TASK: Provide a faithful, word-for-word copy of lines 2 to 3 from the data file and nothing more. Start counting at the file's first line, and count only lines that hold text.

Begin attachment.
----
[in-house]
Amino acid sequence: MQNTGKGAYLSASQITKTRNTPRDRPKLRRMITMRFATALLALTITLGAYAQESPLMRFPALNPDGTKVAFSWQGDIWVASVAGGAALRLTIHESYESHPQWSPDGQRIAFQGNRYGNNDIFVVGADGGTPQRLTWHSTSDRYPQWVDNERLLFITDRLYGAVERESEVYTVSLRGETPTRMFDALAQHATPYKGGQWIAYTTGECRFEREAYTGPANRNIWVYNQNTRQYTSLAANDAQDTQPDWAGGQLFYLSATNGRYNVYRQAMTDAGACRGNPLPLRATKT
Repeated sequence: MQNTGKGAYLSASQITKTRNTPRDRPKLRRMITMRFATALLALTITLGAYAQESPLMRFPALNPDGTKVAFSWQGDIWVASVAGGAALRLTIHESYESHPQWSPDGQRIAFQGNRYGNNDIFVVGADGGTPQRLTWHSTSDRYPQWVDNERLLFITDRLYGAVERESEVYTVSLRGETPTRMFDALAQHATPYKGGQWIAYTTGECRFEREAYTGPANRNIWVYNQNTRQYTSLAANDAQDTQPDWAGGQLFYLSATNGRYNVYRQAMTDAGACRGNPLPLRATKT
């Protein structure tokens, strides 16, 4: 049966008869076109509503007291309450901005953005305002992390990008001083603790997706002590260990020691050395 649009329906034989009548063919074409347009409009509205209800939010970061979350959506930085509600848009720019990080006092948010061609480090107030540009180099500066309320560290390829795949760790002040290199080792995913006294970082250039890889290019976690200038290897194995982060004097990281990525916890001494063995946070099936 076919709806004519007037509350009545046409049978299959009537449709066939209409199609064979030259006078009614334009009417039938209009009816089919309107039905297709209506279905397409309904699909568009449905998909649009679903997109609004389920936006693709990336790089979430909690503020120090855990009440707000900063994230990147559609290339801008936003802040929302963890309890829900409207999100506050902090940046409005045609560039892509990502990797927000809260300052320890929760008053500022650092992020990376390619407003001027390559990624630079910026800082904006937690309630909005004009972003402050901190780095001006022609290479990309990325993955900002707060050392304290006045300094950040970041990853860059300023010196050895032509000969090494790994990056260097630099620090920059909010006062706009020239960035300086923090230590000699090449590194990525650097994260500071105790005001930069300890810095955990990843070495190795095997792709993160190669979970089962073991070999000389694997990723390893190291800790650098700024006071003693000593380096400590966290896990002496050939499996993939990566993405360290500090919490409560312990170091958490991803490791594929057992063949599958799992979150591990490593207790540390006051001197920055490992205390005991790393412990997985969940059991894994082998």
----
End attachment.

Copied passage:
Amino acid sequence: MQNTGKGAYLSASQITKTRNTPRDRPKLRRMITMRFATALLALTITLGAYAQESPLMRFPALNPDGTKVAFSWQGDIWVASVAGGAALRLTIHESYESHPQWSPDGQRIAFQGNRYGNNDIFVVGADGGTPQRLTWHSTSDRYPQWVDNERLLFITDRLYGAVERESEVYTVSLRGETPTRMFDALAQHATPYKGGQWIAYTTGECRFEREAYTGPANRNIWVYNQNTRQYTSLAANDAQDTQPDWAGGQLFYLSATNGRYNVYRQAMTDAGACRGNPLPLRATKT
Repeated sequence: MQNTGKGAYLSASQITKTRNTPRDRPKLRRMITMRFATALLALTITLGAYAQESPLMRFPALNPDGTKVAFSWQGDIWVASVAGGAALRLTIHESYESHPQWSPDGQRIAFQGNRYGNNDIFVVGADGGTPQRLTWHSTSDRYPQWVDNERLLFITDRLYGAVERESEVYTVSLRGETPTRMFDALAQHATPYKGGQWIAYTTGECRFEREAYTGPANRNIWVYNQNTRQYTSLAANDAQDTQPDWAGGQLFYLSATNGRYNVYRQAMTDAGACRGNPLPLRATKT